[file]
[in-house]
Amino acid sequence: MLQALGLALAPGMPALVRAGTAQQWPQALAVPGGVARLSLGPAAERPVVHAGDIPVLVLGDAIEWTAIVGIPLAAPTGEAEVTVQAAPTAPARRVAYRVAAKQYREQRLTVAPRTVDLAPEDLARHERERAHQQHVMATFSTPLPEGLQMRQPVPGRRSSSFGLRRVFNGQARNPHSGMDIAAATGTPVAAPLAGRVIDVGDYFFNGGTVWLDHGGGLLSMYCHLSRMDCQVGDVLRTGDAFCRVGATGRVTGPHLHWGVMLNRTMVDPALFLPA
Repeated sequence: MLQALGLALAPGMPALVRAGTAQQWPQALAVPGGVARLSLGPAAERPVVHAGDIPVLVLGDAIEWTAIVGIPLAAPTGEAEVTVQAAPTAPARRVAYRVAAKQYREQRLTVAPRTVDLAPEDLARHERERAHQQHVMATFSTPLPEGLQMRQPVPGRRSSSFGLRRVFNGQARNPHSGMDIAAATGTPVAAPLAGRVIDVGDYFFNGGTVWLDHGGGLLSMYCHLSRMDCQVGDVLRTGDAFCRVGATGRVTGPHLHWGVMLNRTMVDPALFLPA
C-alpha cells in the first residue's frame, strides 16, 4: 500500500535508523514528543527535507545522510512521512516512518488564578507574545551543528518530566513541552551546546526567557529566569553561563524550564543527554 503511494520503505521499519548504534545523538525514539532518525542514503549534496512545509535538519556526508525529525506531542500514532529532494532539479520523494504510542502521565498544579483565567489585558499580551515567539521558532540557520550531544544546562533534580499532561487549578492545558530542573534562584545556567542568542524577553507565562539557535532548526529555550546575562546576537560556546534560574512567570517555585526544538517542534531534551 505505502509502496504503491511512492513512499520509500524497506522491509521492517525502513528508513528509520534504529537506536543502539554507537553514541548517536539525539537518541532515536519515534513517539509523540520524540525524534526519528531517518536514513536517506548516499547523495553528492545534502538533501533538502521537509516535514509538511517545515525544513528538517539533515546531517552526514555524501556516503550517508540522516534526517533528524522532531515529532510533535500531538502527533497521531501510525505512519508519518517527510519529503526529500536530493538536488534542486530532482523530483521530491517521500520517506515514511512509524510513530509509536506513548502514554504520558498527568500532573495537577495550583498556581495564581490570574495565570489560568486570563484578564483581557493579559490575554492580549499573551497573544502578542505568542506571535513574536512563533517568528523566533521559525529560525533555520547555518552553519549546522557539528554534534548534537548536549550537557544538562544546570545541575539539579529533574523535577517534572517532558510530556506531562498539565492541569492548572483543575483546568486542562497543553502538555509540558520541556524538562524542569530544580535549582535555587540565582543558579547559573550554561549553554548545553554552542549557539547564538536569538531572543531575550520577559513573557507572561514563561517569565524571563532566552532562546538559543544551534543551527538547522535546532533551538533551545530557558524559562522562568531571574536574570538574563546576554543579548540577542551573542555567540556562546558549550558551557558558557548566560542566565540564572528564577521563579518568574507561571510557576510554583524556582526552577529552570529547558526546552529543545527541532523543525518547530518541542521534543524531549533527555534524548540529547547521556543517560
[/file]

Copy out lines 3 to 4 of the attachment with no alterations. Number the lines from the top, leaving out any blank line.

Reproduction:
Repeated sequence: MLQALGLALAPGMPALVRAGTAQQWPQALAVPGGVARLSLGPAAERPVVHAGDIPVLVLGDAIEWTAIVGIPLAAPTGEAEVTVQAAPTAPARRVAYRVAAKQYREQRLTVAPRTVDLAPEDLARHERERAHQQHVMATFSTPLPEGLQMRQPVPGRRSSSFGLRRVFNGQARNPHSGMDIAAATGTPVAAPLAGRVIDVGDYFFNGGTVWLDHGGGLLSMYCHLSRMDCQVGDVLRTGDAFCRVGATGRVTGPHLHWGVMLNRTMVDPALFLPA
C-alpha cells in the first residue's frame, strides 16, 4: 500500500535508523514528543527535507545522510512521512516512518488564578507574545551543528518530566513541552551546546526567557529566569553561563524550564543527554 503511494520503505521499519548504534545523538525514539532518525542514503549534496512545509535538519556526508525529525506531542500514532529532494532539479520523494504510542502521565498544579483565567489585558499580551515567539521558532540557520550531544544546562533534580499532561487549578492545558530542573534562584545556567542568542524577553507565562539557535532548526529555550546575562546576537560556546534560574512567570517555585526544538517542534531534551 505505502509502496504503491511512492513512499520509500524497506522491509521492517525502513528508513528509520534504529537506536543502539554507537553514541548517536539525539537518541532515536519515534513517539509523540520524540525524534526519528531517518536514513536517506548516499547523495553528492545534502538533501533538502521537509516535514509538511517545515525544513528538517539533515546531517552526514555524501556516503550517508540522516534526517533528524522532531515529532510533535500531538502527533497521531501510525505512519508519518517527510519529503526529500536530493538536488534542486530532482523530483521530491517521500520517506515514511512509524510513530509509536506513548502514554504520558498527568500532573495537577495550583498556581495564581490570574495565570489560568486570563484578564483581557493579559490575554492580549499573551497573544502578542505568542506571535513574536512563533517568528523566533521559525529560525533555520547555518552553519549546522557539528554534534548534537548536549550537557544538562544546570545541575539539579529533574523535577517534572517532558510530556506531562498539565492541569492548572483543575483546568486542562497543553502538555509540558520541556524538562524542569530544580535549582535555587540565582543558579547559573550554561549553554548545553554552542549557539547564538536569538531572543531575550520577559513573557507572561514563561517569565524571563532566552532562546538559543544551534543551527538547522535546532533551538533551545530557558524559562522562568531571574536574570538574563546576554543579548540577542551573542555567540556562546558549550558551557558558557548566560542566565540564572528564577521563579518568574507561571510557576510554583524556582526552577529552570529547558526546552529543545527541532523543525518547530518541542521534543524531549533527555534524548540529547547521556543517560